New Zealand's cost of living challenge has been laid bare with the latest Consumer Price Index (CPI) figures revealing annual inflation hit 6.9 percent in the March quarter.
That's the largest year-on-year increase in nearly 32 years and is up from the 5.9 percent rate recorded for the year to December 2021, itself the highest since 1990. The CPI rose 1.8 percent in the March quarter compared to the December quarter.
"The consumers price index increased 6.9 percent in the March 2022 quarter compared with the March 2021 quarter, the largest movement since a 7.6 percent annual increase in the year to the June 1990 quarter", StatsNZ said on Thursday morning.
"The 6.9 percent increase follows an annual increase of 5.9 percent in the December 2021 quarter, the previous largest annual movement since the 7.6 percent increase in the June 1990 quarter, which occurred shortly after the Reserve Bank of New Zealand Act 1989.
"The Act came into effect in February 1990 to target the high inflation from the previous decade and maintain stability in the general level of prices over the medium term."
That 6.9 percent increase is just below the 7 percent economists and banks were predicting ahead of Thursday's reveal.
According to StatsNZ, the main driver of the 6.9 percent annual inflation "was the housing and household utilities group, influenced by rising prices for construction and rentals for housing".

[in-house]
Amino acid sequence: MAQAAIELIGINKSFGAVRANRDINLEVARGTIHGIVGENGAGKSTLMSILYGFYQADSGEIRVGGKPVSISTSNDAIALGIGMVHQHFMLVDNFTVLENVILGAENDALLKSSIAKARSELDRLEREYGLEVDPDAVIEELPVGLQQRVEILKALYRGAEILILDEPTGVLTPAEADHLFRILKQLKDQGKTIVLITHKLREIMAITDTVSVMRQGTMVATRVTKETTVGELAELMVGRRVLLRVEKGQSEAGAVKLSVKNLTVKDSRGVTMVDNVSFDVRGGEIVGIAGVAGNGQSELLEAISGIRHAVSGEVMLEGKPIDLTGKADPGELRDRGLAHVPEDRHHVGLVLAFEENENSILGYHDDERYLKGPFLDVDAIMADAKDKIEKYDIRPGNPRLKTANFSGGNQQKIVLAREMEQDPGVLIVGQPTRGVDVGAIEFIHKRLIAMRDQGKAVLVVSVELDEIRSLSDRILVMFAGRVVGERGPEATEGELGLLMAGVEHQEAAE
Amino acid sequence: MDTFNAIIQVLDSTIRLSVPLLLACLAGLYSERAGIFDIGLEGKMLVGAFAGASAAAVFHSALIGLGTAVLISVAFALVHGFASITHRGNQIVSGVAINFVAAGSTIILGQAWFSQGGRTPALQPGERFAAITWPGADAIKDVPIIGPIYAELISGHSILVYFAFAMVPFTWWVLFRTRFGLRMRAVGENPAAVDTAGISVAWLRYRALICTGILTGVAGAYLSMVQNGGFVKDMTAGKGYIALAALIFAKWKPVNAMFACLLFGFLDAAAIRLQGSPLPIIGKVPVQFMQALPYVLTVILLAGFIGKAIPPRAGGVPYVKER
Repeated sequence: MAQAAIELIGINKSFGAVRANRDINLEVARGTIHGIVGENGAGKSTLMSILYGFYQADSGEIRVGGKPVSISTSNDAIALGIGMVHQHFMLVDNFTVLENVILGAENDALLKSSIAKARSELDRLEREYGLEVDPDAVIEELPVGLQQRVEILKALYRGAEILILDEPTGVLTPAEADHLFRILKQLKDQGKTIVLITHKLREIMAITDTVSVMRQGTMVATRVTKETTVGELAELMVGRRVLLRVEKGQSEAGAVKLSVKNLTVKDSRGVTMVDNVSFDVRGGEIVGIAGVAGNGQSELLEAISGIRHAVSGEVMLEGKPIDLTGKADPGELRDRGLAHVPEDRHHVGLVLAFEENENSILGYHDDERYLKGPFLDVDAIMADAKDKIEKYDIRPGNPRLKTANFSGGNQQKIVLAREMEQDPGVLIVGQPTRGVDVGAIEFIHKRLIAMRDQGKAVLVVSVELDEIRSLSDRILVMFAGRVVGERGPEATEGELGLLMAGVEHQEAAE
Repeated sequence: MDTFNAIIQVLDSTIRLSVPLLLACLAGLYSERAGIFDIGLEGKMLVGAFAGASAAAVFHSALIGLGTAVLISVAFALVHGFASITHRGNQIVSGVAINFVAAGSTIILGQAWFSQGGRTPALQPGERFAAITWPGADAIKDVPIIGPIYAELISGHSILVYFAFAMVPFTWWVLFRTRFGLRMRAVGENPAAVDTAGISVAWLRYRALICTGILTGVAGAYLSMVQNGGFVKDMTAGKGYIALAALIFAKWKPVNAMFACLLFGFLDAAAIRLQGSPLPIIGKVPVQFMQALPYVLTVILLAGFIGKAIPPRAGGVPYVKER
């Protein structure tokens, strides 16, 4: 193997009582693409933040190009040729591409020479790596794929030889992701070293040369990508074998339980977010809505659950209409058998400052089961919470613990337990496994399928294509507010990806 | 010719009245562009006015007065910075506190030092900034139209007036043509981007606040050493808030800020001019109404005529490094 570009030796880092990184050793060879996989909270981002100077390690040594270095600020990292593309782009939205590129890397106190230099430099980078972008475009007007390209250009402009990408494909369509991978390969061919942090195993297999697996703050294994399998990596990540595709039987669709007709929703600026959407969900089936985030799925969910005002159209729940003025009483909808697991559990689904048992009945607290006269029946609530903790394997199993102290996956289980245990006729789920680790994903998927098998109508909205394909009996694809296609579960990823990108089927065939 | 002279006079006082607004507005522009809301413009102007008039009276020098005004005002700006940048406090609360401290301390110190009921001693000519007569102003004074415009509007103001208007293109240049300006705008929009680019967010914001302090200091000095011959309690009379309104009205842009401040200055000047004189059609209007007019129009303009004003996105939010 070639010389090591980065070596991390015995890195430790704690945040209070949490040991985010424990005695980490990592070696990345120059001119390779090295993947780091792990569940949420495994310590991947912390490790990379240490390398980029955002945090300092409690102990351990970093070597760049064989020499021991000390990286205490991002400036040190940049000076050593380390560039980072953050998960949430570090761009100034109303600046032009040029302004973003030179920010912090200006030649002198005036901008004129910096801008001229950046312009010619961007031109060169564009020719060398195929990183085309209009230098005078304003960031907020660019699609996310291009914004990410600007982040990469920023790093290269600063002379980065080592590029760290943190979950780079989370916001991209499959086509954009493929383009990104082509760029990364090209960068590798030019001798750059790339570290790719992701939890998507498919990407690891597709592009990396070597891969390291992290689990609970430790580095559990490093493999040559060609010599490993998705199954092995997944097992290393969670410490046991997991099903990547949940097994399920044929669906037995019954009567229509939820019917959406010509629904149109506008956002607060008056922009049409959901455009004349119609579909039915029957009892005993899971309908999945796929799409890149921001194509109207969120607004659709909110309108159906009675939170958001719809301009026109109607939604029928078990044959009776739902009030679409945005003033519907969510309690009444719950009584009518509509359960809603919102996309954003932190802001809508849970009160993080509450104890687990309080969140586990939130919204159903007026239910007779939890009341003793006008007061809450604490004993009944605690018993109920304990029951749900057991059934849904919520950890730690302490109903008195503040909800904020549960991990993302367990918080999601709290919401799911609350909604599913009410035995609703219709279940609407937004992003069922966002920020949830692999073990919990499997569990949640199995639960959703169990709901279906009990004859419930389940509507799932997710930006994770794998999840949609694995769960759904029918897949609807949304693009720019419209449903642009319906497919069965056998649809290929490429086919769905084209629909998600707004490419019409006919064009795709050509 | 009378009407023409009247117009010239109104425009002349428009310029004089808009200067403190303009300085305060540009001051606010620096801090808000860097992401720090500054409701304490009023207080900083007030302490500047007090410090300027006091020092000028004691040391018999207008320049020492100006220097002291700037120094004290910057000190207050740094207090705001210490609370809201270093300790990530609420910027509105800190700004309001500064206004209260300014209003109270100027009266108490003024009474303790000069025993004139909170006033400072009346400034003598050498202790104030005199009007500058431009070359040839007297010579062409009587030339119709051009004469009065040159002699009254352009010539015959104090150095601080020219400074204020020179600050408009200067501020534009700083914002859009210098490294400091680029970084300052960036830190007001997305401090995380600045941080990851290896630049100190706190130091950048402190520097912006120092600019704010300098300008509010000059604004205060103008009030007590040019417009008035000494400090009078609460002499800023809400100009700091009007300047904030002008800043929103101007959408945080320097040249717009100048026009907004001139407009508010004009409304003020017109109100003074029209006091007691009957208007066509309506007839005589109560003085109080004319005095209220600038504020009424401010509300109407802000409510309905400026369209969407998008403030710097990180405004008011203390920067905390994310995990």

"Prices for the construction of new dwellings increased 18 percent in the March 2022 quarter compared with the March 2021 quarter, the largest increase recorded since the series began in 1985."
StatsNZ senior prices manager Aaron Beck said constructions firms have been experiencing supply chain issues, higher labour costs and high demand which have "pushed up the cost of building a new house".
The next largest contribution was transport, influenced by the higher cost of petrol and second-hand cars.
"Petrol prices increased 32 percent in the year to the March 2022 quarter, the largest annual increase since the June 1985 quarter."
Tradable inflation - which measures goods and services influenced by foreign markets like fuel prices - hit 8.5 percent, the biggest annual movement since it began being recorded in June 2000.
The latest figure includes the impact of Russia's invasion of Ukraine in late February as well as the impact of the Omicron outbreak on global supply chains and here in New Zealand.